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Julia Child Cooks Primordial Soup (1973) [video] (instructure.com)
109 points by DonHopkins 13 days ago | hide | past | favorite | 11 comments





As Don Hopkins notes, this was originally part of the National Air and Space Museum's "Life in the Universe" exhibit. I saw it several times there and it's still a treat. For a while, a high quality version was available on YouTube but it was taken down due to a copyright claim by the owner, WGBH Educational Foundation. The Smithsonian Magazine link Don posted has a link to the now-removed video.

Only slightly related, but she also helped develop shark repellent for the US government:

https://www.cia.gov/news-information/featured-story-archive/...


If anyone hasn't seen Cosmos (1980) it's explained and the result of the experiment is shown: https://www.youtube.com/watch?v=_2xly_5Ei3U

boy-oh; that list reminds me of the one scene in full-metal alchemist where they list the ingredients that make up a human

also, the scene in Breaking Bad where they determine how much of each element is involved in making up a human.

Breaking Bad was a great trip in Chemistry basics.

Video: The Primordial Soup with Julia Child. (Click on the small thumbnail in the second row with the (>) "play" icon to see the video.)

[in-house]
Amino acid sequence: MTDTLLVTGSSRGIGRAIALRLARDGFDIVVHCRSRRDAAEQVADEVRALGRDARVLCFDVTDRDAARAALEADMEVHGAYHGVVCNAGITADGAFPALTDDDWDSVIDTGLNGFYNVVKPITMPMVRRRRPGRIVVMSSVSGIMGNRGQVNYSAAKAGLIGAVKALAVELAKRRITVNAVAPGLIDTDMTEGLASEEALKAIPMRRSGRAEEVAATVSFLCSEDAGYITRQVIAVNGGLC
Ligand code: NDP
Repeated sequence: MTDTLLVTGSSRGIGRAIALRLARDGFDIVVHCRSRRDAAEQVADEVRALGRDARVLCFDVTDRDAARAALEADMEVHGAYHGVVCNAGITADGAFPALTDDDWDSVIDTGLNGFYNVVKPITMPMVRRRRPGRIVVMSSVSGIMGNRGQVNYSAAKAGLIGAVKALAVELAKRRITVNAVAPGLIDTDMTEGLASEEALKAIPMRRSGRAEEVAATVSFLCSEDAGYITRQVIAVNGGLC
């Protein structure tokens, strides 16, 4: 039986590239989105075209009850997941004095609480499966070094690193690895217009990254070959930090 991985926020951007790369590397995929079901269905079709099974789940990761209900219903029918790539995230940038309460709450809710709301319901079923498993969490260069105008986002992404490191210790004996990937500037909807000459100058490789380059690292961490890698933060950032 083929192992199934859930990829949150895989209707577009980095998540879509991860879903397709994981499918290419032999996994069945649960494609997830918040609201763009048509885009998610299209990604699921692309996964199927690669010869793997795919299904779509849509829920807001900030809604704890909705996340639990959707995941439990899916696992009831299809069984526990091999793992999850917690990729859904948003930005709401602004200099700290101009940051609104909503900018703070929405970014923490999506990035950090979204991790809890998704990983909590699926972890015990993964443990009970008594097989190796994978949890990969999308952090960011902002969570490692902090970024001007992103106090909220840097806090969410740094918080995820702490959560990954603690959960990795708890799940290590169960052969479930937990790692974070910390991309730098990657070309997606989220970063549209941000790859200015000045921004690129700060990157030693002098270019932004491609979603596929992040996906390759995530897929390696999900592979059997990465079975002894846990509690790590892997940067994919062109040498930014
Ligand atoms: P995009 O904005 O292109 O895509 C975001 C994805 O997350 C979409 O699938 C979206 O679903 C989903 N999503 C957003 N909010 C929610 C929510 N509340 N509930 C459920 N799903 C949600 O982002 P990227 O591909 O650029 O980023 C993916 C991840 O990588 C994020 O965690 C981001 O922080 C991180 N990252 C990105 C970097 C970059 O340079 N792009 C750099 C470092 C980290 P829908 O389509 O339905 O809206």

https://massasoit.instructure.com/courses/346438/pages/video...

The National Air and Space Museum used to show this delightful video in its "Life in The Universe" exhibit, in which Julia Child recreates Stanley Miller's famous experiment, cooking up a delicious hot batch of Primordial Soup!

https://www.smithsonianmag.com/science-nature/julia-child-an...

>Julia Child and the Primordial Soup

>Scientists don't yet know how life began here on Earth. Mineralogist Bob Hazen, who is profiled in the October issue of Smithsonian, thinks that rocks were key to the development of life. Reporter Helen Fields wrote:

>It’s the complexity of the hydrothermal vent environment—gushing hot water mixing with cold water near rocks, and ore deposits providing hard surfaces where newly formed amino acids could congregate—that makes it such a good candidate as a cradle of life. “Organic chemists have long used test tubes,” he says, “but the origin of life uses rocks, it uses water, it uses atmosphere. Once life gets a foothold, the fact that the environment is so variable is what drives evolution."

https://en.wikipedia.org/wiki/Miller%E2%80%93Urey_experiment

>The Miller–Urey experiment (or Miller experiment) was a chemical experiment that simulated the conditions thought at the time (1952) to be present on the early Earth and tested the chemical origin of life under those conditions. The experiment at the time supported Alexander Oparin's and J. B. S. Haldane's hypothesis that putative conditions on the primitive Earth favoured chemical reactions that synthesized more complex organic compounds from simpler inorganic precursors. Considered to be the classic experiment investigating abiogenesis, it was conducted in 1952 by Stanley Miller, with assistance from Harold Urey, at the University of Chicago and later the University of California, San Diego and published the following year.